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Write active, sensory description to make your story believable

In a post I read a few years ago by Marg McAlister, “Verisimilitude: Description that Puts the Reader in the Scene,” I copied and saved one of the excerpts she used because I thought it was a good example of how sensory description can work well in a scene.

I was reminded of this last night as I lay in bed reading an urban fantasy novel (to remain nameless except to say it is a popular series by a well-known author in the genre) and my pet-peeve radar was activated.

But let me ask first–why do we read? I read for many reasons: to learn about the world, to learn about the craft of writing, to activate my imagination, to take a break from work. But the main reason I read fiction is to enter other worlds, to lose myself in another place and time, to feel what the characters feel, to experience something different.

So, my biggest pet peeve when reading is when an author pulls me from that world.

And pulling me from that world with an info dump of inactive setting or character description is the worst offender. Pure, unadulterated, torturous Hell. Or, what I imagine Hell might be like for a writer or avid reader. Read more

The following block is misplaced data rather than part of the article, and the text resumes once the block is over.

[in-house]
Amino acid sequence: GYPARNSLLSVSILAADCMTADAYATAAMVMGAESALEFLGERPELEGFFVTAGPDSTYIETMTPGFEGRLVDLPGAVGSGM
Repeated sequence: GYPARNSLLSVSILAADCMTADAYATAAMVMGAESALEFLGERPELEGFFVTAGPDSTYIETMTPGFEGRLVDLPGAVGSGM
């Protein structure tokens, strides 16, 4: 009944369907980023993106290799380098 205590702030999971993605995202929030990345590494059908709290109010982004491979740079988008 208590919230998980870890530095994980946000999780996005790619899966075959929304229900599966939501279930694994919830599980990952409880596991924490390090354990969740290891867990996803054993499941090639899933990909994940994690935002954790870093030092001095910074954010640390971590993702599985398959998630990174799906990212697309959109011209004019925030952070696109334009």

Start a New Year’s writing tradition: Keep a mini journal

I’ve always been intimidated by New Year’s resolutions. As an indecisive person, it was April before I’d decided on an aspect of my life to improve. And by that point, well, it was already April. But five years ago, I was gifted a mini journal before the New Year that led me to start a new tradition: Keeping a yearly mini journal.

Journals are fantastic ways to document memories and ideas. But a full, blank, white page can be daunting. What happens when I only have four words of dialogue that I want to write down — that memory when I introduced myself to my coworker Jeremy, as Jeremy?

“Hi Jeremy, I’m Jeremy.”

I don’t need to expand on this embarrassing moment, but I would like to look back and laugh at my former self.

In this case, I need a mini journal. Read more

Create a journal to increase sensory awareness

Sensory images are glue that grabs readers and draws them into your story world.

If you want to improve your ability to write sensuously, become more conscious of senses by creating a sensory journal. Supercharge your attention on what’s going on around you as you go through your days, and you’ll likely become more aware. To boost that experience, commit to focus on a specific sense. Start today by creating a scent diary.

As you leave your house for work, take children to school, or do errands, notice how the air smells when you walk out the door. Does it smell like rain? The paper mill across the river? Pine trees? I still remember the smell of chocolate when I walked out of my hotel on a trip to Chicago. I found out that it emanated from the Blommer chocolate factory. Read more

How a goal + writing prompts led to a first-place poetry award

Have you ever wanted to elevate the quality of your writing or increase your creative production? Try giving yourself an assignment. It worked for my blogging partner Carol.